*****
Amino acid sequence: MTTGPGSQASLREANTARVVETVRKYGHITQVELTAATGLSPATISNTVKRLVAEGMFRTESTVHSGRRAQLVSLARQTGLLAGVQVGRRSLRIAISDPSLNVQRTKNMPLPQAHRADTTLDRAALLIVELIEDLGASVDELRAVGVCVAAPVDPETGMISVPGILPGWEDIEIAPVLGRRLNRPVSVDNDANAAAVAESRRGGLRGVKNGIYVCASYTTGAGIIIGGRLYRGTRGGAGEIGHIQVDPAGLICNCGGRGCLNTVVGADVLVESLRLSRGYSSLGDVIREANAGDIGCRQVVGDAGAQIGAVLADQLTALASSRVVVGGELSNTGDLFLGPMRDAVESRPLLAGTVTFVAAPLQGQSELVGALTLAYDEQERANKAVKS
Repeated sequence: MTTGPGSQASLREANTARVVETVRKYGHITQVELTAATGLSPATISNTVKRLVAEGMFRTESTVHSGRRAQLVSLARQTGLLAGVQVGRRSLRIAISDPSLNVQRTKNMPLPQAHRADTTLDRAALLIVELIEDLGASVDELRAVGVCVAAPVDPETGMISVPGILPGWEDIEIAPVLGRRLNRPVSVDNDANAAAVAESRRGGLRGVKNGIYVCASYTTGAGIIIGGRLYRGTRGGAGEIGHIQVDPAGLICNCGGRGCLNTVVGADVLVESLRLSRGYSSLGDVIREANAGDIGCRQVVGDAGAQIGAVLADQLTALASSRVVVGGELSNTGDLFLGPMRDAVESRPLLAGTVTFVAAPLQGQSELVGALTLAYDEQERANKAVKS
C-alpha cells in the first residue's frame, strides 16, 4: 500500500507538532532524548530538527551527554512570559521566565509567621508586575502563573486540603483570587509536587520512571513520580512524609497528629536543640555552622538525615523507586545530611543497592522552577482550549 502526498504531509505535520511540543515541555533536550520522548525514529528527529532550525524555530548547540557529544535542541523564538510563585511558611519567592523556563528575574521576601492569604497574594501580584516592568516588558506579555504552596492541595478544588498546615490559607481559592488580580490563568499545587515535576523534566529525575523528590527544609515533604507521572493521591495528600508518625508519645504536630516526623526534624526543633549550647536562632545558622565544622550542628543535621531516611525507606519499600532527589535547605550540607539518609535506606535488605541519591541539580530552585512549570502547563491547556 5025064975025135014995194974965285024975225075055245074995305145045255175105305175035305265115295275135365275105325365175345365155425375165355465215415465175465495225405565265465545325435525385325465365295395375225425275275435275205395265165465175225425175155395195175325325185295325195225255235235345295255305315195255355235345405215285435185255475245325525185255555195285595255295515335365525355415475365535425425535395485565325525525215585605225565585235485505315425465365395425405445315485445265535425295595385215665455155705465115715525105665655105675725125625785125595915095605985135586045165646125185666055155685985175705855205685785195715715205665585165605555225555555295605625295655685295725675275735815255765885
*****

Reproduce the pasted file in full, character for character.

Amino acid sequence: MTTGPGSQASLREANTARVVETVRKYGHITQVELTAATGLSPATISNTVKRLVAEGMFRTESTVHSGRRAQLVSLARQTGLLAGVQVGRRSLRIAISDPSLNVQRTKNMPLPQAHRADTTLDRAALLIVELIEDLGASVDELRAVGVCVAAPVDPETGMISVPGILPGWEDIEIAPVLGRRLNRPVSVDNDANAAAVAESRRGGLRGVKNGIYVCASYTTGAGIIIGGRLYRGTRGGAGEIGHIQVDPAGLICNCGGRGCLNTVVGADVLVESLRLSRGYSSLGDVIREANAGDIGCRQVVGDAGAQIGAVLADQLTALASSRVVVGGELSNTGDLFLGPMRDAVESRPLLAGTVTFVAAPLQGQSELVGALTLAYDEQERANKAVKS
Repeated sequence: MTTGPGSQASLREANTARVVETVRKYGHITQVELTAATGLSPATISNTVKRLVAEGMFRTESTVHSGRRAQLVSLARQTGLLAGVQVGRRSLRIAISDPSLNVQRTKNMPLPQAHRADTTLDRAALLIVELIEDLGASVDELRAVGVCVAAPVDPETGMISVPGILPGWEDIEIAPVLGRRLNRPVSVDNDANAAAVAESRRGGLRGVKNGIYVCASYTTGAGIIIGGRLYRGTRGGAGEIGHIQVDPAGLICNCGGRGCLNTVVGADVLVESLRLSRGYSSLGDVIREANAGDIGCRQVVGDAGAQIGAVLADQLTALASSRVVVGGELSNTGDLFLGPMRDAVESRPLLAGTVTFVAAPLQGQSELVGALTLAYDEQERANKAVKS
C-alpha cells in the first residue's frame, strides 16, 4: 500500500507538532532524548530538527551527554512570559521566565509567621508586575502563573486540603483570587509536587520512571513520580512524609497528629536543640555552622538525615523507586545530611543497592522552577482550549 502526498504531509505535520511540543515541555533536550520522548525514529528527529532550525524555530548547540557529544535542541523564538510563585511558611519567592523556563528575574521576601492569604497574594501580584516592568516588558506579555504552596492541595478544588498546615490559607481559592488580580490563568499545587515535576523534566529525575523528590527544609515533604507521572493521591495528600508518625508519645504536630516526623526534624526543633549550647536562632545558622565544622550542628543535621531516611525507606519499600532527589535547605550540607539518609535506606535488605541519591541539580530552585512549570502547563491547556 5025064975025135014995194974965285024975225075055245074995305145045255175105305175035305265115295275135365275105325365175345365155425375165355465215415465175465495225405565265465545325435525385325465365295395375225425275275435275205395265165465175225425175155395195175325325185295325195225255235235345295255305315195255355235345405215285435185255475245325525185255555195285595255295515335365525355415475365535425425535395485565325525525215585605225565585235485505315425465365395425405445315485445265535425295595385215665455155705465115715525105665655105675725125625785125595915095605985135586045165646125185666055155685985175705855205685785195715715205665585165605555225555555295605625295655685295725675275735815255765885